History

The house and its setting

Kennaway House is a fine Regency mansion built in 1805 (Listed Grade II*) standing at the heart of Sidmouth. It forms part of a quiet residential neighbourhood of houses and cottages of similar date. Early prints show two garden fronts, both of which have remained green spaces. A tree-lined drive leads up to the main entrance, while towards the west lies a putting green and beyond that croquet and cricket grounds, over which the house looks out to the sea.

"A handsome brick house"

Contemporary guidebooks of the 1810s-1830s describe Fort House, as it was then known, as "a handsome brick house" and "a large house, very tastefully furnished". It had "a view of the town and sea", and " is now one of the most substantial and finished houses in Sidmouth". The house retains many of the features that inspired these descriptions: well-proportioned bow windows and pillared porches, the main entrance approached by a flight of steps. A verandah with curved canopy over the second entrance is characteristic of Sidmouth's Regency houses. Stained glass, which ornaments several of the windows, was an expensive novelty in domestic architecture at the time.

A brief history

Originally a family home, the house was leased or rented as Sidmouth became a magnet for visitors, but by the 1890s it had become a lodging-house. Generous benefactors halted this decline. At the beginning of the last century, the house was purchased and endowed as "Church House" to serve the social activities of the parish. Following the First World War, a long period of financial difficulties began. At the turn of the millennium, a new board of trustees set about the task of raising £1 million for a comprehensive restoration to allow "Kennaway House" (the name chosen by popular vote) to serve the needs of the whole community once again.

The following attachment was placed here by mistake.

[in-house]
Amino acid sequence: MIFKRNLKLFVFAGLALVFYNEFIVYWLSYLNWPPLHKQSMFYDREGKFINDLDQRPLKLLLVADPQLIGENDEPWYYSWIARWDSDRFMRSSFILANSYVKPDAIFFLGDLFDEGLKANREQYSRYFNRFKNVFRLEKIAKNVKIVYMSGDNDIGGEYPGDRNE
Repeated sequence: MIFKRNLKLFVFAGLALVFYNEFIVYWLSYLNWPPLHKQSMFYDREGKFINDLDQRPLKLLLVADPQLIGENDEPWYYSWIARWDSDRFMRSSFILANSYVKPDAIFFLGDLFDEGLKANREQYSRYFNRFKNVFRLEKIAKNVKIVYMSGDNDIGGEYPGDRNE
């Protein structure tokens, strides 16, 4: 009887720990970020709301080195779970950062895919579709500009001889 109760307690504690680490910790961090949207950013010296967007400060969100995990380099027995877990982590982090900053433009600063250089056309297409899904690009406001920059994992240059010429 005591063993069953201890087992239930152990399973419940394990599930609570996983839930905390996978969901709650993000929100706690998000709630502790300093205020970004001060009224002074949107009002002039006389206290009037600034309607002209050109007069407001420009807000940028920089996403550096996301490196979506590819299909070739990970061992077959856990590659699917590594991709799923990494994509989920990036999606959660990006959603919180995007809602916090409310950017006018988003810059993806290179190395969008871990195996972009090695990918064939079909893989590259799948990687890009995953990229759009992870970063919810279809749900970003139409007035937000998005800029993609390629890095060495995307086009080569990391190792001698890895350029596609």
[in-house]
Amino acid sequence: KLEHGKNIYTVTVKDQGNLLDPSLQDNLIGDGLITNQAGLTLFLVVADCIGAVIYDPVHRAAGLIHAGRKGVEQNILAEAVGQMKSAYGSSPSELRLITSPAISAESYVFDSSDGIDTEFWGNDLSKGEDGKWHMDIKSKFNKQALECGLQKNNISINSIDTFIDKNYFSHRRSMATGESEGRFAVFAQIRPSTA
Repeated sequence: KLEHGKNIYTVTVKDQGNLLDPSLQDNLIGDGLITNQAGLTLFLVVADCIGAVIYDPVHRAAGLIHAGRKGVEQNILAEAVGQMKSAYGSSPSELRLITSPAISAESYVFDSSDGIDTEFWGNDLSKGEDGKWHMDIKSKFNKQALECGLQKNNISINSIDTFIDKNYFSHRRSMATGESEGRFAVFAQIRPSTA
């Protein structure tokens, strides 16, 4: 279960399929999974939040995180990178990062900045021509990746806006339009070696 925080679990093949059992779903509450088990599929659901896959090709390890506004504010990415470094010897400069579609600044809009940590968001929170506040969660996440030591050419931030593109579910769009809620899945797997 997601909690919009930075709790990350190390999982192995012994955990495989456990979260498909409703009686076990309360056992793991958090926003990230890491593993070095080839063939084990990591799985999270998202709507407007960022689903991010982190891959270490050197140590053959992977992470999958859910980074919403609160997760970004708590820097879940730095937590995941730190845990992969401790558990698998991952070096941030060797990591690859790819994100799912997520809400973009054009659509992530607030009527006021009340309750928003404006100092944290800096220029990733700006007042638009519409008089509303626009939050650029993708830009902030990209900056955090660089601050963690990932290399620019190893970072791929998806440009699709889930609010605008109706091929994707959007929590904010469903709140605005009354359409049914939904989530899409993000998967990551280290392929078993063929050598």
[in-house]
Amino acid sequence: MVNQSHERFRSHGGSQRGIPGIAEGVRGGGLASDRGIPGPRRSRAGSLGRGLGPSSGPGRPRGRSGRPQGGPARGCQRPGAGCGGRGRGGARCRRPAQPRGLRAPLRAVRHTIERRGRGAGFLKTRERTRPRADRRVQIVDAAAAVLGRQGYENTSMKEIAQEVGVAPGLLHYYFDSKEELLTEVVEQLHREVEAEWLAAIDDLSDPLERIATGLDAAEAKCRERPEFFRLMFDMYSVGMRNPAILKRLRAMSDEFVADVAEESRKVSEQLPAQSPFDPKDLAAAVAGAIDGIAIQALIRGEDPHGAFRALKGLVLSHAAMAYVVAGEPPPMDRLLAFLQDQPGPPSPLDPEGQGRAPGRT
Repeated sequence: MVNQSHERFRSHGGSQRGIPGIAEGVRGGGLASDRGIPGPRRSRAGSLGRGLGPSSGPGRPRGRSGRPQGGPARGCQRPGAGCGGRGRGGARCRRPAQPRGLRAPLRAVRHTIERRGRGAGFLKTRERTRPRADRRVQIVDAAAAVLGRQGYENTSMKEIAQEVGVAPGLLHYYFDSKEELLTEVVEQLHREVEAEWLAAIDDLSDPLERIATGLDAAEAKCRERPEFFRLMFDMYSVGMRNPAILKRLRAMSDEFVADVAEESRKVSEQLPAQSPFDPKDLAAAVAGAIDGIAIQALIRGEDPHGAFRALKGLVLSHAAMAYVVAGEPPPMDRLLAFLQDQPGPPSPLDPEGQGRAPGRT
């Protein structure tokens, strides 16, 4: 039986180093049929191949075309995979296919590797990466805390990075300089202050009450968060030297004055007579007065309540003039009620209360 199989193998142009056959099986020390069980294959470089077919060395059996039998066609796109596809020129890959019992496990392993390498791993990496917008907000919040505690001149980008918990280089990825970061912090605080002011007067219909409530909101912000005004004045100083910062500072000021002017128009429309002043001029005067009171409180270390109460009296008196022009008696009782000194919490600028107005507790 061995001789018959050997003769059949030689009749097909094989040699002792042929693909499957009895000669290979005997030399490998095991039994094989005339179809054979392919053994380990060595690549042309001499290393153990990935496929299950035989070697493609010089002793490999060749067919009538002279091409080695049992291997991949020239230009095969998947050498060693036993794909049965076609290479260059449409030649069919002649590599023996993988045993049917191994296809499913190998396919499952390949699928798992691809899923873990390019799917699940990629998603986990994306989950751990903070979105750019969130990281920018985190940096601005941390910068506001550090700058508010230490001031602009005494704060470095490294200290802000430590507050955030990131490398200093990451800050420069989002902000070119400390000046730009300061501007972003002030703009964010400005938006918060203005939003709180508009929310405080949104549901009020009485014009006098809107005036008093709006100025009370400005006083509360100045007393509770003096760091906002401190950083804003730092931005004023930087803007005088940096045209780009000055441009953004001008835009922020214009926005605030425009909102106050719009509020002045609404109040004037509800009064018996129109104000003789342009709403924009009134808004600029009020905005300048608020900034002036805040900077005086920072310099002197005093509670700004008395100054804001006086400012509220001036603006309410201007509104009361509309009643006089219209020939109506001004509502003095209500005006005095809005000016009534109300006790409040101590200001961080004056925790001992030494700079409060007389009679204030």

Sir James Amyatt, Captain Phillipps and the building of Fort House

On the manor tithe map of 1789 Sidmouth clusters by the sea, a fishing village surrounded by fields. But during the period of the Napoleonic wars (1793-1815), this small settlement expanded rapidly on the western side to become a fashionable resort for the gentry and aristocracy.

Sir James Amyatt, MP for Southampton, was a prominent landowner in this area. Among his assets were his two daughters and co-heiresses Charlotte and Harriet. It was through Harriet's marriage that Fort House came to be built, and through Charlotte's that the Kennaway family, a rising local dynasty, came to possess the house. Sir James gave a parcel of land to Harriet's husband, Captain Thomas Phillipps, perhaps as part of her marriage settlement, and on this land in 1805 Captain Phillipps built his house.

But by 1815 both Captain Phillipps and Sir James Amyatt, who had also been living in Fort House, were dead. Phillipps had bequeathed to "my present dear wife Harriett" among other items "the use of all my Plate Linen China Glass and Household Goods which shall be remaining in my dwellinghouse at Sidmouth" till his son Thomas came of age (possibly in 1819). What could be more convenient than that the house should be leased to the Kennaway family, into which Harriet's sister Charlotte had married? One of them was already Thomas's guardian.